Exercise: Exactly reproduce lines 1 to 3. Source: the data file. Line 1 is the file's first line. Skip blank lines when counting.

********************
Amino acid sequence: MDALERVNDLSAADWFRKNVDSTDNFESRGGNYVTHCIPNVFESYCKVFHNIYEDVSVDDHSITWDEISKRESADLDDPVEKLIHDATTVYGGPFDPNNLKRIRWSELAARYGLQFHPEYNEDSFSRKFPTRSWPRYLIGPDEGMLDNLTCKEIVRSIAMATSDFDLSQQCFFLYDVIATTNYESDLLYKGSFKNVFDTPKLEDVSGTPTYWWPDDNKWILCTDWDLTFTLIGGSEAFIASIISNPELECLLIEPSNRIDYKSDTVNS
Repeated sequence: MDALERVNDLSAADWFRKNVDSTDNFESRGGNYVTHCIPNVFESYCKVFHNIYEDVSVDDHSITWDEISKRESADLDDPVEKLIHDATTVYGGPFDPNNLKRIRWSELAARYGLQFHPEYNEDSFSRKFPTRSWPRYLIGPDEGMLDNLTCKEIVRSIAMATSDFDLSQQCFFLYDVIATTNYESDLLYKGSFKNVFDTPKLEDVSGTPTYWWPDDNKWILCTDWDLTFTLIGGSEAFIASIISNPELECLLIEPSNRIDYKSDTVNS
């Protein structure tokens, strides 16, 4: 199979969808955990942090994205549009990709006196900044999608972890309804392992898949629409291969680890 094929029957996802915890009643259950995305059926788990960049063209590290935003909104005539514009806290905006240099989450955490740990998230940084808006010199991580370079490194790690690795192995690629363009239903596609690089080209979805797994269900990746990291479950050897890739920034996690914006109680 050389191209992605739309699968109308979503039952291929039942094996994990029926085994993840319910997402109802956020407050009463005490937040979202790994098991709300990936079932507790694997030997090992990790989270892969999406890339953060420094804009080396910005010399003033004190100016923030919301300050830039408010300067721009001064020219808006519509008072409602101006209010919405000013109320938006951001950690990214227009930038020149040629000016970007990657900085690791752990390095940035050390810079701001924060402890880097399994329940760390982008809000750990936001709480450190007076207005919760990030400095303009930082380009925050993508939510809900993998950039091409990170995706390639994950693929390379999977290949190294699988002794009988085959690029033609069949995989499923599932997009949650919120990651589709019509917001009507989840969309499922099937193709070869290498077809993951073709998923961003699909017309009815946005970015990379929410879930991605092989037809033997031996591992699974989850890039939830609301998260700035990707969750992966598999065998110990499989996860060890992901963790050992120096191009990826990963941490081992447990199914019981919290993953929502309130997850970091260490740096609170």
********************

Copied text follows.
Amino acid sequence: MDALERVNDLSAADWFRKNVDSTDNFESRGGNYVTHCIPNVFESYCKVFHNIYEDVSVDDHSITWDEISKRESADLDDPVEKLIHDATTVYGGPFDPNNLKRIRWSELAARYGLQFHPEYNEDSFSRKFPTRSWPRYLIGPDEGMLDNLTCKEIVRSIAMATSDFDLSQQCFFLYDVIATTNYESDLLYKGSFKNVFDTPKLEDVSGTPTYWWPDDNKWILCTDWDLTFTLIGGSEAFIASIISNPELECLLIEPSNRIDYKSDTVNS
Repeated sequence: MDALERVNDLSAADWFRKNVDSTDNFESRGGNYVTHCIPNVFESYCKVFHNIYEDVSVDDHSITWDEISKRESADLDDPVEKLIHDATTVYGGPFDPNNLKRIRWSELAARYGLQFHPEYNEDSFSRKFPTRSWPRYLIGPDEGMLDNLTCKEIVRSIAMATSDFDLSQQCFFLYDVIATTNYESDLLYKGSFKNVFDTPKLEDVSGTPTYWWPDDNKWILCTDWDLTFTLIGGSEAFIASIISNPELECLLIEPSNRIDYKSDTVNS
């Protein structure tokens, strides 16, 4: 199979969808955990942090994205549009990709006196900044999608972890309804392992898949629409291969680890 094929029957996802915890009643259950995305059926788990960049063209590290935003909104005539514009806290905006240099989450955490740990998230940084808006010199991580370079490194790690690795192995690629363009239903596609690089080209979805797994269900990746990291479950050897890739920034996690914006109680 050389191209992605739309699968109308979503039952291929039942094996994990029926085994993840319910997402109802956020407050009463005490937040979202790994098991709300990936079932507790694997030997090992990790989270892969999406890339953060420094804009080396910005010399003033004190100016923030919301300050830039408010300067721009001064020219808006519509008072409602101006209010919405000013109320938006951001950690990214227009930038020149040629000016970007990657900085690791752990390095940035050390810079701001924060402890880097399994329940760390982008809000750990936001709480450190007076207005919760990030400095303009930082380009925050993508939510809900993998950039091409990170995706390639994950693929390379999977290949190294699988002794009988085959690029033609069949995989499923599932997009949650919120990651589709019509917001009507989840969309499922099937193709070869290498077809993951073709998923961003699909017309009815946005970015990379929410879930991605092989037809033997031996591992699974989850890039939830609301998260700035990707969750992966598999065998110990499989996860060890992901963790050992120096191009990826990963941490081992447990199914019981919290993953929502309130997850970091260490740096609170």